Amidst all the hype and excitement of fans and supporters following the British and Irish Lions tour down in New Zealand, the players themselves were taught a stern lesson in how to win rugby matches on Saturday morning by the world’s best team, and arguably one of the best ever.

Questions had been raised before over Warren Gatland’s selection, with Liam Williams selected at full-back and Peter O’Mahony chosen as captain and blindside flanker ahead of tour captain Sam Warburton.

In a first half where the Lions were pegged back by the All Blacks, Williams’ mesmerising run from his own 22 to eventually set up Sean O’Brien via Elliot Daly’s jinking stood out as one of the great Lions tries.

O’Mahony’s 53 minutes on the field were solid if unspectacular, but the Lions were still in the game at 13-8 down.

New Zealand clinical with two tries from quick penalties

The Lions had moments when they really should have gone over the line, but two quick penalties from the majestic Aaron Smith setting up Codie Taylor – whose pickup seemed more Nehe Milne-Skudder than a second choice hooker - out in acres of space on the wing, and Rieko Iaone, who justified his selection ahead of one of the most prolific try scorers in history in Julian Savea, on either side of half time came as a blow as New Zealand began to stamp their authority on the first test.

Gatland’s issues came when, looking to chase the game at the 60-minute mark, a point where the All Blacks are notoriously better than any other team at stepping up a gear, he was left with only Johnny Sexton and Leigh Halfpenny as options from the bench.

The Lions had experimented with Sexton and Farrell earlier on the tour against the Crusaders and it certainly seemed to stifle the creativity and excitement of the Lions backline. Worcester centre Ben Te’o had the most carries for the men in red with nine, albeit half the number of the monstrous Kieran Read, who played as if he’d been rested for six minutes rather than injured for six weeks following a broken thumb in April.

When Te’o was taken off, having left his mark with a bone-shattering tackle on former teammate Sonny Bill Williams, the Lions midfield was left struggling to break the gain line, but for a silky sidestepping show from Anthony Watson before he offloaded in a situation where taking the tackle would have arguably been the better choice.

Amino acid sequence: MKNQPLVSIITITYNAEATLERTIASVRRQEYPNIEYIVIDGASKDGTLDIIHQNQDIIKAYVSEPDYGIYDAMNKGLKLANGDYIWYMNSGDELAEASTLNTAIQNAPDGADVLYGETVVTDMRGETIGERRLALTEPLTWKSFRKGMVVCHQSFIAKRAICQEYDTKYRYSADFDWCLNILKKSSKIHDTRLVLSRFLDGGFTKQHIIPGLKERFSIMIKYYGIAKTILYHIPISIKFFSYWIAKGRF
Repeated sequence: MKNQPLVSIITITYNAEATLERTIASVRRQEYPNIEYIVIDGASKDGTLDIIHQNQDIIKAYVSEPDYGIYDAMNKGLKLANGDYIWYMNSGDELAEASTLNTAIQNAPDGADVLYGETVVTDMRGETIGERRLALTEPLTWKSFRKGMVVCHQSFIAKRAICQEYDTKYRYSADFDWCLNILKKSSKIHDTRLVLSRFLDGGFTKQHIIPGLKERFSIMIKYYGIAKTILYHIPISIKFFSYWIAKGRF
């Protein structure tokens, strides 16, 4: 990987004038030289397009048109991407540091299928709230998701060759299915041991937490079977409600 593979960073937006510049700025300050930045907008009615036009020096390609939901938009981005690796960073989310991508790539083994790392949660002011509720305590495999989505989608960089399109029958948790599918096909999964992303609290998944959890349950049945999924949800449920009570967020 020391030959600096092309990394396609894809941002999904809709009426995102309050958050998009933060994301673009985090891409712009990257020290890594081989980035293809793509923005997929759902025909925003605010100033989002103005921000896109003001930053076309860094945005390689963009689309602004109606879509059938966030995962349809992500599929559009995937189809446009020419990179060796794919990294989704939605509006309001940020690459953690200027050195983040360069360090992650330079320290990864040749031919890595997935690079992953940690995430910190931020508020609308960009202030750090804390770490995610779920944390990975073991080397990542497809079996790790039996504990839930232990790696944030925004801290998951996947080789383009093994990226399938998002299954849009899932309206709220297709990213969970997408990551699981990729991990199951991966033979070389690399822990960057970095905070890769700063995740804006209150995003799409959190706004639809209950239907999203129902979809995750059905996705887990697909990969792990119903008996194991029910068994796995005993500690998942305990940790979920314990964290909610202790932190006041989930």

Reliable replacements but missing the X factor

From those not involved in the 23, Jack Nowell is the most likely to force his way into contention if he plays well against the Hurricanes, as Daly and Watson are both capable of covering full-back and both played well in the defeat, and Sexton and Farrell provide reliable goal-kicking options. Kyle Sinckler was excellent in his late cameo but there are suggestions it came slightly too late, while Maro Itoje did his reputation no harm with a few big hits and lineout steals, whilst Alun Wyn Jones may feel Courtney Lawes and Itoje breathing down his neck, though he may be saved by an atypically underwhelming performance from Saracens lock George Kruis.

Of course, we must remember that this New Zealand side have won consecutive World Cups and have arguably the best players in each position when fit. Ben Smith’s injury in the first half meant Aaron Cruden replaced him at the 25-minute mark, pushing Beauden Barrett back to full back, but New Zealand still looked comfortable with everything the Lions threw at them, minus Williams’ break for the try.

Pundits and fans alike are running out of superlatives for Barrett, the world’s best player who served his apprenticeship under the great Dan Carter. He has already made 50 international appearances at the age of 26. Without droning on about how good New Zealand are as an outfit, for fear of sounding like the insufferable Stuart Barnes, Barrett displayed his skills with a one-handed pick up while facing his own try line, Read offloaded to Aaron Smith from the floor to set up Iaone’s first try, and the 20-year-old, making only his third appearance for the All Blacks, outpaced England’s fastest player in Daly to score his second of the match.

There are not too many selection issues for Gatland as no one had a terrible game, but as Clive Woodward suggested, tactical changes have to be made in order to salvage something from the tour.

Is there a way to nullify All Blacks attacking threat?

Playing it safe and box-kicking is a wise move in the northern hemisphere, especially with a scrum half as good as Conor Murray exploiting that tactic, but Ben Smith is one of the world’s best under the high ball and – despite a few issues in the first test – will be back to his best by the time next Saturday comes around in Wellington.

New Zealand were clinical and the Lions weren’t, it could be made to be that simple. The Lions need their replacements to do something unexpected, and preferably a touch of genius, unlike Liam Williams’ drop which allowed Iaone to speed away and put the game out of reach for the Lions.

Either way, there is hope as the Lions remained in the game for 60 minutes and offered hope they can improve next time around, but the All Blacks proved irresistible once again.

Aaron Smith’s rugby brain and quick thinking showed why he is the best in the world in his position, while the engine room saw Sam Whitelock and Brodie Retallick turn in two of the best performances in a black shirt.

Read did what he does every game and carried and led his charges in an exemplary fashion, whilst Iaone justified Steve Hansen’s decision to leave formidable wingers Nehe Milner-Skudder, Julian Savea and Waisake Naholo out of the starting 15

Only four times in 31 Lions tours has the team who lost the first test gone on to win the series, could 2017 be the time to raise that number to five?